and its people as a delight.”
We are not unlike the people of Israel in this way of continually calling out to God, asking for God’s presence, wondering where God is, perhaps even blaming God for our own communal failures. All the while, we are in our collective situation because we, as a people (white people in particular) have been so seduced by the American Gospel of individualism disguised as freedom that we cannot even recognize that this situation we are in is largely of our own collective making. We struggle to glimpse God because, in our belief that we not only can, but must, do everything ourselves, we have separated ourselves from not only one another but from God. Millions have died because we have spent generations teaching personal responsibility over collective responsibility. Millions more suffer from the violence of white supremacy, patriarchy, heteronormativity, and so on because personal responsibility teaches us that we are only responsible for the things that we do intentionally as individuals and not for the structures we participate in and benefit from left to us by our forebears. Our belief in individualism and personal responsibility leads us to blame the homeless, the poor, the sick, and the disabled for their situations instead of looking at how these structures we have built limit people's access to what they need to have abundant life. We struggle to feel God’s presence because that presence lies in the loosening the bonds of injustice and the yoke of oppression, in feeding the hungry and housing the homeless. In short, we struggle to feel the loving presence of God because we have forgotten how to love our neighbor (and probably also ourselves). We have forgotten that it is within the stranger that God resides.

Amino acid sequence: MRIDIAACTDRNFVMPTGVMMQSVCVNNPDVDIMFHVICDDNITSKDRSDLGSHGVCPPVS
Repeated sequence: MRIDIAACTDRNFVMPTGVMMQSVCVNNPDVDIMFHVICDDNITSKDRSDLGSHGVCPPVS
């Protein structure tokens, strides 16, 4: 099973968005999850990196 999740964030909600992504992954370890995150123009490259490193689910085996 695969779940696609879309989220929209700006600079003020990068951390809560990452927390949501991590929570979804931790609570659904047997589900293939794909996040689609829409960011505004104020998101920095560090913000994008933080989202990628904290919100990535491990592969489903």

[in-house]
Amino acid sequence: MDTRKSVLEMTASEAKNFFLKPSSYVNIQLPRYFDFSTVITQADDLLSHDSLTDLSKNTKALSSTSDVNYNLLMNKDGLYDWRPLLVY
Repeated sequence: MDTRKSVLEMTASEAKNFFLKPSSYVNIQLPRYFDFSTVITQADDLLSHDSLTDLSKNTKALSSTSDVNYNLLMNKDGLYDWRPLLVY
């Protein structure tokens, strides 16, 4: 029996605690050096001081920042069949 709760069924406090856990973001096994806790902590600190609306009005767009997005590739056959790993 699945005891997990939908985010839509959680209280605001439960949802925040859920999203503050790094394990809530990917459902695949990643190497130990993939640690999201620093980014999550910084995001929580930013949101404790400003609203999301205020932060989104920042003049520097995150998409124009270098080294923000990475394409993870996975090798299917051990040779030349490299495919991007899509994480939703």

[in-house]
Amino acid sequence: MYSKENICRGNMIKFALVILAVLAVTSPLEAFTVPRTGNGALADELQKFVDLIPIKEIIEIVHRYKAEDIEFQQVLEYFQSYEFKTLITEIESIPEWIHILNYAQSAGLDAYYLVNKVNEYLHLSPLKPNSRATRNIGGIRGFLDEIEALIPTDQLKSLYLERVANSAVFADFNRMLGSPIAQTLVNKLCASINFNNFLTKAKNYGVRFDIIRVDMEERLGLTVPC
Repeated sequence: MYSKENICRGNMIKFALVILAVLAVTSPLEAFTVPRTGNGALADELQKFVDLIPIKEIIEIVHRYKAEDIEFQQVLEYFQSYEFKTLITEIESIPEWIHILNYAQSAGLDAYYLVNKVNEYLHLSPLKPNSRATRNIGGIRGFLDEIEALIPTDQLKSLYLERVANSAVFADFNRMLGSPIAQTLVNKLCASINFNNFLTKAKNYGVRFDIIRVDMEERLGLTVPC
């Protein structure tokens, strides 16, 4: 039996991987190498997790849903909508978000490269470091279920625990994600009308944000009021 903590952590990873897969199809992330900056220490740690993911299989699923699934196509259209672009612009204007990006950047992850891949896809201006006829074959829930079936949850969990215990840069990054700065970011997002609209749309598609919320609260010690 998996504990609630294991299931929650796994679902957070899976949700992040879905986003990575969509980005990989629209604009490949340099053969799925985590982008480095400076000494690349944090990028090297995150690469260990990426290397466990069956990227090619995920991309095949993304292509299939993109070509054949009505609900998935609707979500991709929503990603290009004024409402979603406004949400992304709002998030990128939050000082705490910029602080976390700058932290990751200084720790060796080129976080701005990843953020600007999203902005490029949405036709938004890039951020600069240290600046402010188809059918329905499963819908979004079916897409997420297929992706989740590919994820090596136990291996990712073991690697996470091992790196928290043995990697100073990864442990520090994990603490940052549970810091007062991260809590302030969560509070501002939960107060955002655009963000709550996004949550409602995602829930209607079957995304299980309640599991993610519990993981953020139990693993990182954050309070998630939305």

This may all feel a bit harsh for this season, especially in this year when people are starving for words that bring comfort and hope. But there is hope in this, is there not? Time is not up. God is not gone. We still have time to repent of our ways and to turn towards one another and, in doing, turn towards God. This is, after all, the season of preparation for Christ’s return. Repentance and atonement are indispensable components of preparation for God’s enfleshed return, as cleaning out the guest room is an indispensable part of getting ready for company. There is hope in the many descriptions scripture provides us of what the world would look like if we took seriously our responsibility to our roles as co-creators with God and people who hold the other half of a promise of salvation. There is hope in the beauty that can be created when we turn towards one another instead of away, and in the future of the world to come. As we are told in this week’s reading from the Gospel attributed to Mark, we do not know the time or the hour, but we must be ready. We must stay awake -- stay awake to the ways we participate in this world that feels like it is falling apart around us and how, through following God’s call, we can build something new, together.
This is the Revised Common Lectionary sermonizing archive.